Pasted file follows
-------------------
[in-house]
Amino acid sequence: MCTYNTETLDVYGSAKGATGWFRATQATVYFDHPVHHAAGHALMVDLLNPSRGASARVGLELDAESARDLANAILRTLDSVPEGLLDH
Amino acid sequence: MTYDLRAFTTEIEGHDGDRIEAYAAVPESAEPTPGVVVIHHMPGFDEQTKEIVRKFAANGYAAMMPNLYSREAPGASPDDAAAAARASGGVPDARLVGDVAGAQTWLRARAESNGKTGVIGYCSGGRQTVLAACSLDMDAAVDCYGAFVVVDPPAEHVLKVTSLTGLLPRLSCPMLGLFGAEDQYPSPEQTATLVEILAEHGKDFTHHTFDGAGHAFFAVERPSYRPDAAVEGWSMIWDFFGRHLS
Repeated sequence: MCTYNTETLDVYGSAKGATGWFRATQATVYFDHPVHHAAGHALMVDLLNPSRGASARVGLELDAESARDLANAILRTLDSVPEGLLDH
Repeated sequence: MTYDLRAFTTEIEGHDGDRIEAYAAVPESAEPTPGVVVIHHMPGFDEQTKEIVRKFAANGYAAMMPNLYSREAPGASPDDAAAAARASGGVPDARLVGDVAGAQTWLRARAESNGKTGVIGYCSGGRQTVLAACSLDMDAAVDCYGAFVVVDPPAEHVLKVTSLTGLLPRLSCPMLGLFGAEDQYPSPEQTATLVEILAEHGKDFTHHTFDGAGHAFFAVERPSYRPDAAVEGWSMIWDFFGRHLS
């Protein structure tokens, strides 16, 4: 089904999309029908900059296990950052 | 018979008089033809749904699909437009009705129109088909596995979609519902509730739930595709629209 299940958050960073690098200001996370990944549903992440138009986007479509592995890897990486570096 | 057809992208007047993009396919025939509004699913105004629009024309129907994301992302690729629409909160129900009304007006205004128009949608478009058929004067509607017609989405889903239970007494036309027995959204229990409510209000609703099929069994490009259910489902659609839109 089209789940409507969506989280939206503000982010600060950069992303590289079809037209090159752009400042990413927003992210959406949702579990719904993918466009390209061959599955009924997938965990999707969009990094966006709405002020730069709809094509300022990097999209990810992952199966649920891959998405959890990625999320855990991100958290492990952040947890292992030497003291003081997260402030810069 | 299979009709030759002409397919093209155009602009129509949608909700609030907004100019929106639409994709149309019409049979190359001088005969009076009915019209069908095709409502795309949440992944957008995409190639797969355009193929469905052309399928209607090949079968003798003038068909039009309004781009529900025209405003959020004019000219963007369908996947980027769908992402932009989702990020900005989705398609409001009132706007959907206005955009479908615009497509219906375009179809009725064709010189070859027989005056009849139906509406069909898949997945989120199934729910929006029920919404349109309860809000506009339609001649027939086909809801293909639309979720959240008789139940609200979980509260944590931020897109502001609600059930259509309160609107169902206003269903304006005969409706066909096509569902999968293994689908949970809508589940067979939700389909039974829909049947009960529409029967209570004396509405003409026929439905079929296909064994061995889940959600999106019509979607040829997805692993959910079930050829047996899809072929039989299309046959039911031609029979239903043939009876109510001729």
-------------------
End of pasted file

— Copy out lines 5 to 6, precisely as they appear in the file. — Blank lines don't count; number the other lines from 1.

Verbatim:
Repeated sequence: MTYDLRAFTTEIEGHDGDRIEAYAAVPESAEPTPGVVVIHHMPGFDEQTKEIVRKFAANGYAAMMPNLYSREAPGASPDDAAAAARASGGVPDARLVGDVAGAQTWLRARAESNGKTGVIGYCSGGRQTVLAACSLDMDAAVDCYGAFVVVDPPAEHVLKVTSLTGLLPRLSCPMLGLFGAEDQYPSPEQTATLVEILAEHGKDFTHHTFDGAGHAFFAVERPSYRPDAAVEGWSMIWDFFGRHLS
């Protein structure tokens, strides 16, 4: 089904999309029908900059296990950052 | 018979008089033809749904699909437009009705129109088909596995979609519902509730739930595709629209 299940958050960073690098200001996370990944549903992440138009986007479509592995890897990486570096 | 057809992208007047993009396919025939509004699913105004629009024309129907994301992302690729629409909160129900009304007006205004128009949608478009058929004067509607017609989405889903239970007494036309027995959204229990409510209000609703099929069994490009259910489902659609839109 089209789940409507969506989280939206503000982010600060950069992303590289079809037209090159752009400042990413927003992210959406949702579990719904993918466009390209061959599955009924997938965990999707969009990094966006709405002020730069709809094509300022990097999209990810992952199966649920891959998405959890990625999320855990991100958290492990952040947890292992030497003291003081997260402030810069 | 299979009709030759002409397919093209155009602009129509949608909700609030907004100019929106639409994709149309019409049979190359001088005969009076009915019209069908095709409502795309949440992944957008995409190639797969355009193929469905052309399928209607090949079968003798003038068909039009309004781009529900025209405003959020004019000219963007369908996947980027769908992402932009989702990020900005989705398609409001009132706007959907206005955009479908615009497509219906375009179809009725064709010189070859027989005056009849139906509406069909898949997945989120199934729910929006029920919404349109309860809000506009339609001649027939086909809801293909639309979720959240008789139940609200979980509260944590931020897109502001609600059930259509309160609107169902206003269903304006005969409706066909096509569902999968293994689908949970809508589940067979939700389909039974829909049947009960529409029967209570004396509405003409026929439905079929296909064994061995889940959600999106019509979607040829997805692993959910079930050829047996899809072929039989299309046959039911031609029979239903043939009876109510001729």